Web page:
‘Slide to Unlock’ is Dead, But Samsung Owes Apple $119.6 Million in Patent Case
A verdict was reinstated today in which Samsung owes $119.6 million in patent related damages to Apple.
Samsung Owes Apple $119.6 Million in Damages - A Verdict That Was Originally Thrown Out
It's no surprise at all that Apple and Samsung have been dragging each other in courts for a long time. Both tech giants have been accusing each other in a number of ways, especially when it comes to copying designs and infringing on patents.
In a case where Samsung was accused of infringing on 'Slide to Unlock,' autocorrect, and a way of detecting phone numbers, the entire verdict was dismissed back in February. But Apple pressed on hard with the case and appealed against the decision, which has now been overturned, reinstating the original $119.6 million penalty which Samsung owes to Apple.
In this case, Apple claimed that Samsung infringed patents for the slide-to-unlock feature, autocorrect and a way to detect phone numbers so they can be tapped to make phone calls. The bulk of the award, $98.7 million, was for the detection patent that the earlier panel said wasn’t infringed. The February decision also said the other two patents were invalid… That was a wrong decision, the court ruled Friday, because it relied on issues that were never raised on appeal or on information that was beyond the trial record.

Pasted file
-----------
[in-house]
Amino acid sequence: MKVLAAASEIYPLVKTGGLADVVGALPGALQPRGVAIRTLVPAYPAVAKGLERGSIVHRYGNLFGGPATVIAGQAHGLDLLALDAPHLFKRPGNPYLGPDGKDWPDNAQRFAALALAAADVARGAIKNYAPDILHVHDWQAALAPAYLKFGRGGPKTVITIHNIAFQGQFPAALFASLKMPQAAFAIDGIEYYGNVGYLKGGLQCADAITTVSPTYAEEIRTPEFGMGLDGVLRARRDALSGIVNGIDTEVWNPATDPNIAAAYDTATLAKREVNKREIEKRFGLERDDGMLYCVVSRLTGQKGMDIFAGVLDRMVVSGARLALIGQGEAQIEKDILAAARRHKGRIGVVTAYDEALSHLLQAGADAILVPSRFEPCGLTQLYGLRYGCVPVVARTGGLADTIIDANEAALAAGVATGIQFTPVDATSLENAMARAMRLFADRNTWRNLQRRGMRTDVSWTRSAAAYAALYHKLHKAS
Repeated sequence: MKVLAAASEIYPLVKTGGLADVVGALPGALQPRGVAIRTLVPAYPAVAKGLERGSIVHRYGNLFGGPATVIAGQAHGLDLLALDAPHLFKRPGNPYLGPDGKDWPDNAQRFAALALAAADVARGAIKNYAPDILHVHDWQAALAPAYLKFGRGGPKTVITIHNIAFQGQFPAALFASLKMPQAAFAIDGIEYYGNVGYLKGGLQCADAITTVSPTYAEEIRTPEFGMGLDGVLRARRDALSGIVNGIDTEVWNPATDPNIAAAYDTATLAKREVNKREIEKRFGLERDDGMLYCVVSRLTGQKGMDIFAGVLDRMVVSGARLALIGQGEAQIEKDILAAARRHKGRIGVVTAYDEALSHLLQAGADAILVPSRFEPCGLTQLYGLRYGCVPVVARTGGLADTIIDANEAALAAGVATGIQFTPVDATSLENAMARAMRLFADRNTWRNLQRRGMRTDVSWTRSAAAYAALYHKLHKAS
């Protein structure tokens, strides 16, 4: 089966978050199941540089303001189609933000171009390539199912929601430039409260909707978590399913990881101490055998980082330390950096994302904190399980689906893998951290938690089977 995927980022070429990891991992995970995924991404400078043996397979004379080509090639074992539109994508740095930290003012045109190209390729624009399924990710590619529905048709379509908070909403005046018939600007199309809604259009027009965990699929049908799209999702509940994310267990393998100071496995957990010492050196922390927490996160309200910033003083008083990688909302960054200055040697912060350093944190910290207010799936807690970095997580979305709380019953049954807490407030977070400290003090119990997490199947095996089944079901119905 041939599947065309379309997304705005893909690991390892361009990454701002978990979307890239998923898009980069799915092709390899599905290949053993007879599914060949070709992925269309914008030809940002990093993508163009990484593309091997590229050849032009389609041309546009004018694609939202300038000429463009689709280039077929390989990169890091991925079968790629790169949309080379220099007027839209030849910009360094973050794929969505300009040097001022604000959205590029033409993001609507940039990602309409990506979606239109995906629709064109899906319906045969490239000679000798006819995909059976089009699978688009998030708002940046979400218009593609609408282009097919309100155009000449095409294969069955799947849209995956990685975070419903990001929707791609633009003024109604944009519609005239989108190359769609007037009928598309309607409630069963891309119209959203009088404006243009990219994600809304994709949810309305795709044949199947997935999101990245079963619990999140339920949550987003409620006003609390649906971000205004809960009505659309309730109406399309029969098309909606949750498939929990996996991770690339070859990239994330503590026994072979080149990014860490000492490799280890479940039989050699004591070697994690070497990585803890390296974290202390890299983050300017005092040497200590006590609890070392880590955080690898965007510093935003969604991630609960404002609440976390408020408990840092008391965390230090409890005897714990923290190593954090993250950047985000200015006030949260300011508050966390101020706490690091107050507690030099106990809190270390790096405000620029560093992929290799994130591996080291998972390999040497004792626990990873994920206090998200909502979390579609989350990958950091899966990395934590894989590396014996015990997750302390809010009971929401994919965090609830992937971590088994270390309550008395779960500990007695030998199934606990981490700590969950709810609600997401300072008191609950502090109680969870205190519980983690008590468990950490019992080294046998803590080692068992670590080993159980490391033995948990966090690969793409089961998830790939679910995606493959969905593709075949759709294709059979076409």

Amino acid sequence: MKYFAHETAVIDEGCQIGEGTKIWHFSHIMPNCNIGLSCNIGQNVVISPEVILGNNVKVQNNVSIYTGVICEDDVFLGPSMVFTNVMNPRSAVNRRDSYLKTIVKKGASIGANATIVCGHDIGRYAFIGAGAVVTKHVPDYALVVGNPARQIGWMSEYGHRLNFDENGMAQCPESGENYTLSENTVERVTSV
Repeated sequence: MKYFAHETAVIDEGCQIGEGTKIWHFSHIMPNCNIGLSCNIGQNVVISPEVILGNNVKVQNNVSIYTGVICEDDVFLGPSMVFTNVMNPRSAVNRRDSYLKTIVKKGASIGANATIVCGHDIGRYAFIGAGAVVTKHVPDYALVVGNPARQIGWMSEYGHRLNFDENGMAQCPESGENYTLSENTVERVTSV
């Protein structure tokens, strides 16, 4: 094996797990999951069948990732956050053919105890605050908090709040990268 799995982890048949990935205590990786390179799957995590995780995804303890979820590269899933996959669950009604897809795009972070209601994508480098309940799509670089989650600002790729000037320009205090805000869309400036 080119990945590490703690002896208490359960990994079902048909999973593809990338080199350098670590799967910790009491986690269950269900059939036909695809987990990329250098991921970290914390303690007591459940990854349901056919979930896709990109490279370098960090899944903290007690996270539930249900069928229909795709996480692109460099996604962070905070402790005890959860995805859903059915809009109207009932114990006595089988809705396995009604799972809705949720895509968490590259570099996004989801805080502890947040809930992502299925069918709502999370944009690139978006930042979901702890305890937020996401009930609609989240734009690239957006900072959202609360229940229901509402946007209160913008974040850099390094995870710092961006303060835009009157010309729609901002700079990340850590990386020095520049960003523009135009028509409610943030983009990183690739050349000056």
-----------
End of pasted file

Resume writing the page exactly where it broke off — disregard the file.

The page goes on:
It's worth mentioning here that 'Slide to Unlock' is no longer being utilized by Apple as the company has ditched it altogether with iOS 10. The feature has been replaced by 'Press Home to Unlock,' which is Cupertino's new way of jumping into the home screen from the lock screen. Nonetheless, the patent for how Slide to Unlock works rests with Apple, meaning no one else can imitate the functionality on any mobile device.
It should also be noted that the bulk of $119.6 million in damages comprises of the phone number detection patent. The Slide to Unlock and autocorrect patent have a small percentage in overall damages. Not exactly what we'd call inconsiderable, but considerable enough when you realize Slide to Unlock is no more on the consumer front.
We are quite certain this isn't the last time Apple and Samsung are going to court over patents and infringing designs. There's a chance we will eventually see more of this in the months to come, with few decisions still pending in courts in the United States.
We will keep our readers posted when there's more development on this end.